The number of Portuguese women who are interested in the areas of science and technology led the newspaper El País to devote an article to this topic.
A recent OECD study “broke with all stereotypes” by revealing that Portugal is the country where women are most likely to study science, technology, engineering and mathematics.
A report published this week by the newspaper El País gives an account of this and the surprise is evident in the way the neighboring journalist begins his text: “It was already known that Portuguese is the one with the most cork in the world, who drinks more wine and who more cod consume. But what nobody calculated in the land of fado is that Portugal was the country of women scientists or, at least, the country with more women studying science.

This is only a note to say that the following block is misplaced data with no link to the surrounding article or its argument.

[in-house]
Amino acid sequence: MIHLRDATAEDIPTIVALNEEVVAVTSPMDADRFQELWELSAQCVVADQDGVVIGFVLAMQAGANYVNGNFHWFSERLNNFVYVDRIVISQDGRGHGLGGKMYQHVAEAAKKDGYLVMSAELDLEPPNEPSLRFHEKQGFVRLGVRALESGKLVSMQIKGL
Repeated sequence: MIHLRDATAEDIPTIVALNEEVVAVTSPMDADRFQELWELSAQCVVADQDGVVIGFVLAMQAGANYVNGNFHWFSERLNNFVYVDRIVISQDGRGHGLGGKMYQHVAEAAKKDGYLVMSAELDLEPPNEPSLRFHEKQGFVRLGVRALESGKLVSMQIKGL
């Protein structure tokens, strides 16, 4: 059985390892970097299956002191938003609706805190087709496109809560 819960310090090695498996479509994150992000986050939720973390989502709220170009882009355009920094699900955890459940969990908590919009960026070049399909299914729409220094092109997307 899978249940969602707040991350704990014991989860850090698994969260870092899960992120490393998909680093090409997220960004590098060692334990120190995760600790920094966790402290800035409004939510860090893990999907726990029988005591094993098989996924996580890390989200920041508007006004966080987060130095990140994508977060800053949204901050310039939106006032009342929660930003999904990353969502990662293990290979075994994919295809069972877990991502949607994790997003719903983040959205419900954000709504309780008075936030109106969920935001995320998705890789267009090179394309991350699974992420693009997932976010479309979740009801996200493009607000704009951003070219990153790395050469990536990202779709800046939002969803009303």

OECD data show that 57% of Portuguese study science, technology, engineering and mathematics. In other words, Portugal collected “17 points more than Silicon Valley of the United States, 22 points more than Spain or Denmark and more than twice that of Japan.”
Although it emphasizes that “one thing is women who are licensed, another is the one who works in the area and another is the leadership positions that women occupy”, the newspaper El País does not fail to point out that “in Portugal two women run the largest foundations “referring to the Champalimaud Foundation, led by Leonor Beleza, and the Gulbenkian Institute of Science, by Monica Bettencourt.